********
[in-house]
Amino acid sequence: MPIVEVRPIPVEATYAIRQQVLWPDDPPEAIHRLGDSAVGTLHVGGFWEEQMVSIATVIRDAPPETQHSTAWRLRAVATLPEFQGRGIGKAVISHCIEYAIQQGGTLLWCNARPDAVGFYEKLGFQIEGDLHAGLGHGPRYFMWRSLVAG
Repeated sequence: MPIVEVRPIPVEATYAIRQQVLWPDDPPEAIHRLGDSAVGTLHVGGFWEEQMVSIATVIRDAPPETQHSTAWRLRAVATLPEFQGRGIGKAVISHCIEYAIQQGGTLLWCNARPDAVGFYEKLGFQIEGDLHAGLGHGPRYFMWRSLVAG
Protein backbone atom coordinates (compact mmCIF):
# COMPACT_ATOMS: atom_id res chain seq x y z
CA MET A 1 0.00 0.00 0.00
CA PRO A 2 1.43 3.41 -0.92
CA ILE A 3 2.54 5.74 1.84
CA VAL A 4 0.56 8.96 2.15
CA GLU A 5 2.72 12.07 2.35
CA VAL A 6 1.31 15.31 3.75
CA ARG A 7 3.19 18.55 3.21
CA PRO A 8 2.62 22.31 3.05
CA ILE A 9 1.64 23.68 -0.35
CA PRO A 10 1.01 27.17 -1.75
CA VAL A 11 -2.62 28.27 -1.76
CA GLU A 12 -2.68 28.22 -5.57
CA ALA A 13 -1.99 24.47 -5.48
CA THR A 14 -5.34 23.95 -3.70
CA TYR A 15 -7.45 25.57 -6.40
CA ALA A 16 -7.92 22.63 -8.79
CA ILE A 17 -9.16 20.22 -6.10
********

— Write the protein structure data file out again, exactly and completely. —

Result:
[in-house]
Amino acid sequence: MPIVEVRPIPVEATYAIRQQVLWPDDPPEAIHRLGDSAVGTLHVGGFWEEQMVSIATVIRDAPPETQHSTAWRLRAVATLPEFQGRGIGKAVISHCIEYAIQQGGTLLWCNARPDAVGFYEKLGFQIEGDLHAGLGHGPRYFMWRSLVAG
Repeated sequence: MPIVEVRPIPVEATYAIRQQVLWPDDPPEAIHRLGDSAVGTLHVGGFWEEQMVSIATVIRDAPPETQHSTAWRLRAVATLPEFQGRGIGKAVISHCIEYAIQQGGTLLWCNARPDAVGFYEKLGFQIEGDLHAGLGHGPRYFMWRSLVAG
Protein backbone atom coordinates (compact mmCIF):
# COMPACT_ATOMS: atom_id res chain seq x y z
CA MET A 1 0.00 0.00 0.00
CA PRO A 2 1.43 3.41 -0.92
CA ILE A 3 2.54 5.74 1.84
CA VAL A 4 0.56 8.96 2.15
CA GLU A 5 2.72 12.07 2.35
CA VAL A 6 1.31 15.31 3.75
CA ARG A 7 3.19 18.55 3.21
CA PRO A 8 2.62 22.31 3.05
CA ILE A 9 1.64 23.68 -0.35
CA PRO A 10 1.01 27.17 -1.75
CA VAL A 11 -2.62 28.27 -1.76
CA GLU A 12 -2.68 28.22 -5.57
CA ALA A 13 -1.99 24.47 -5.48
CA THR A 14 -5.34 23.95 -3.70
CA TYR A 15 -7.45 25.57 -6.40
CA ALA A 16 -7.92 22.63 -8.79
CA ILE A 17 -9.16 20.22 -6.10